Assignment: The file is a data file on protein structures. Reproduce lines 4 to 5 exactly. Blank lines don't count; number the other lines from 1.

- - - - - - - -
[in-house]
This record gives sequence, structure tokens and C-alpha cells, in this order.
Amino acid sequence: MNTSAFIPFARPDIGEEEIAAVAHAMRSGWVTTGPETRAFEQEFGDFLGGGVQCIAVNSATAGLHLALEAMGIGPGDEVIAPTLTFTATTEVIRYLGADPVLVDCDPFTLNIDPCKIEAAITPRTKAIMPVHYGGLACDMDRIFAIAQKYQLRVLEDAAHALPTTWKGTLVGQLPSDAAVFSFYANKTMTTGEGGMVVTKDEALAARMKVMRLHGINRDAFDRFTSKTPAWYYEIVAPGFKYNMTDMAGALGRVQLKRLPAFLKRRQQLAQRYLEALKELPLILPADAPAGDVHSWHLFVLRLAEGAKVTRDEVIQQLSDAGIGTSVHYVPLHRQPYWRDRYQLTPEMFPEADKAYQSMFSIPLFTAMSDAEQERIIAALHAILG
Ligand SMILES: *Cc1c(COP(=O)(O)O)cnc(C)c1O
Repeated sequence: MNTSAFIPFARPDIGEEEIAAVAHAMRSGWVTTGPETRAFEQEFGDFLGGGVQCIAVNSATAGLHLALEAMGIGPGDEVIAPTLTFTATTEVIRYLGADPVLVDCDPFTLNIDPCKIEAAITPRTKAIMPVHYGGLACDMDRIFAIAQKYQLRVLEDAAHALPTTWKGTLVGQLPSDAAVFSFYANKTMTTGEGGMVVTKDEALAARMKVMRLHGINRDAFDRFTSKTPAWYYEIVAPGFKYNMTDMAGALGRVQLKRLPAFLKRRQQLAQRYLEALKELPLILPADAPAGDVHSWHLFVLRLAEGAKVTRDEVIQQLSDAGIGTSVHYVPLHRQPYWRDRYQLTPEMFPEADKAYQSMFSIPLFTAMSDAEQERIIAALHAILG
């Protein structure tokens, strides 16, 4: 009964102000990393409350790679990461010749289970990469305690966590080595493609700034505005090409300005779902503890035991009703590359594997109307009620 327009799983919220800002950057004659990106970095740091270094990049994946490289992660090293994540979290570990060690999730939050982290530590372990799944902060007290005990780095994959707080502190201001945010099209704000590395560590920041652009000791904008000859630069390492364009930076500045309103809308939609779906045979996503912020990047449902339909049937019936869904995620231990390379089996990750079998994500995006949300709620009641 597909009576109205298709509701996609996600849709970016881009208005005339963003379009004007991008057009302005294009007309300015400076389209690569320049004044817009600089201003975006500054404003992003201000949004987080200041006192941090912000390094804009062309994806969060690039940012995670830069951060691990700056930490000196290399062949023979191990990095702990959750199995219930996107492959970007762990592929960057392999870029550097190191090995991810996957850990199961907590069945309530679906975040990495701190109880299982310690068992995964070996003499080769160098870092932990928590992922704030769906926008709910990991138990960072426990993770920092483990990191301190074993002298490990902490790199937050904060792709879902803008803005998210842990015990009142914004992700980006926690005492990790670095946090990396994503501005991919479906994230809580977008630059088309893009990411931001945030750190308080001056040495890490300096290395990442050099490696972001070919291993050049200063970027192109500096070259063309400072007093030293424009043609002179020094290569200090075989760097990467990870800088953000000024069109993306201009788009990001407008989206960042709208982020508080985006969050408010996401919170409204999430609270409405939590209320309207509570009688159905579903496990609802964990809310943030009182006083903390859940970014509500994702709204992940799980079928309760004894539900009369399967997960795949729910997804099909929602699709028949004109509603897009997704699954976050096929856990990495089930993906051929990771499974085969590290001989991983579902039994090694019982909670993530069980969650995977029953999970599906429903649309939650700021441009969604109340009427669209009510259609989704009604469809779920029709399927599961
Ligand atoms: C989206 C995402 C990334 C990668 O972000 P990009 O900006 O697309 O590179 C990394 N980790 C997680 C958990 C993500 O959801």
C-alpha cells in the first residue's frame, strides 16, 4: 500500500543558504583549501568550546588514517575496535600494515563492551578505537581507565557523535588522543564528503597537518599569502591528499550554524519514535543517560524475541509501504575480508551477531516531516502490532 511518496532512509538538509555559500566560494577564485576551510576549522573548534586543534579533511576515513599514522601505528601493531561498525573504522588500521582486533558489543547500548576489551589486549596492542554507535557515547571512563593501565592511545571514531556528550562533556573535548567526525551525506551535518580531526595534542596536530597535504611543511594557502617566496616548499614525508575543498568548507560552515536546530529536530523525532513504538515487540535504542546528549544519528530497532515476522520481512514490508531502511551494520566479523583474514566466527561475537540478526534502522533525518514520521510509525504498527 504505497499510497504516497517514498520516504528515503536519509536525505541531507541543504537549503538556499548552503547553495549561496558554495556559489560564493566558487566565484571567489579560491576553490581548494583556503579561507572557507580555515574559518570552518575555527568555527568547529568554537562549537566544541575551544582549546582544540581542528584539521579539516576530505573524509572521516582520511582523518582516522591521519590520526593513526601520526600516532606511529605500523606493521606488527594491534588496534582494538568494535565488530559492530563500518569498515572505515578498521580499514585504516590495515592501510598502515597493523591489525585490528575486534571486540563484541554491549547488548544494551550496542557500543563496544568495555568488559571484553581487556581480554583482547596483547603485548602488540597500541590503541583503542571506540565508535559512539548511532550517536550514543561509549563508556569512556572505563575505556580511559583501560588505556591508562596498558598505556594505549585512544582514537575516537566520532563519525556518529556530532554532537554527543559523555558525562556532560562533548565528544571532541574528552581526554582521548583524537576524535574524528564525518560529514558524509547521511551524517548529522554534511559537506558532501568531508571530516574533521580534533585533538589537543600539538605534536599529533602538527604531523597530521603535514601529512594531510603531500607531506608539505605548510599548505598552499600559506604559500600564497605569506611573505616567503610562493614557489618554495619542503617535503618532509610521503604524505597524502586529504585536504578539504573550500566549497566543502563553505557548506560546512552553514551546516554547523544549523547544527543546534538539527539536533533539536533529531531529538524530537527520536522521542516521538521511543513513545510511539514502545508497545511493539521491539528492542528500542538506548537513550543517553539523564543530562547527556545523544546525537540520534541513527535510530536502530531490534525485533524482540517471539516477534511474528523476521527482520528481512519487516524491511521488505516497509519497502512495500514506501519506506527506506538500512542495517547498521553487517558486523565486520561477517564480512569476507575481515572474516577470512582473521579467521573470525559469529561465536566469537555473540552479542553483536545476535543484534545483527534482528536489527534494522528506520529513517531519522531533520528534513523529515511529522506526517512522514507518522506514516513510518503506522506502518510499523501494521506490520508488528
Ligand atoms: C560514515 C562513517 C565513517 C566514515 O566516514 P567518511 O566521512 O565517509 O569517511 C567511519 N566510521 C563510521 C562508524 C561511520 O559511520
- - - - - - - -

Ligand SMILES: *Cc1c(COP(=O)(O)O)cnc(C)c1O
Repeated sequence: MNTSAFIPFARPDIGEEEIAAVAHAMRSGWVTTGPETRAFEQEFGDFLGGGVQCIAVNSATAGLHLALEAMGIGPGDEVIAPTLTFTATTEVIRYLGADPVLVDCDPFTLNIDPCKIEAAITPRTKAIMPVHYGGLACDMDRIFAIAQKYQLRVLEDAAHALPTTWKGTLVGQLPSDAAVFSFYANKTMTTGEGGMVVTKDEALAARMKVMRLHGINRDAFDRFTSKTPAWYYEIVAPGFKYNMTDMAGALGRVQLKRLPAFLKRRQQLAQRYLEALKELPLILPADAPAGDVHSWHLFVLRLAEGAKVTRDEVIQQLSDAGIGTSVHYVPLHRQPYWRDRYQLTPEMFPEADKAYQSMFSIPLFTAMSDAEQERIIAALHAILG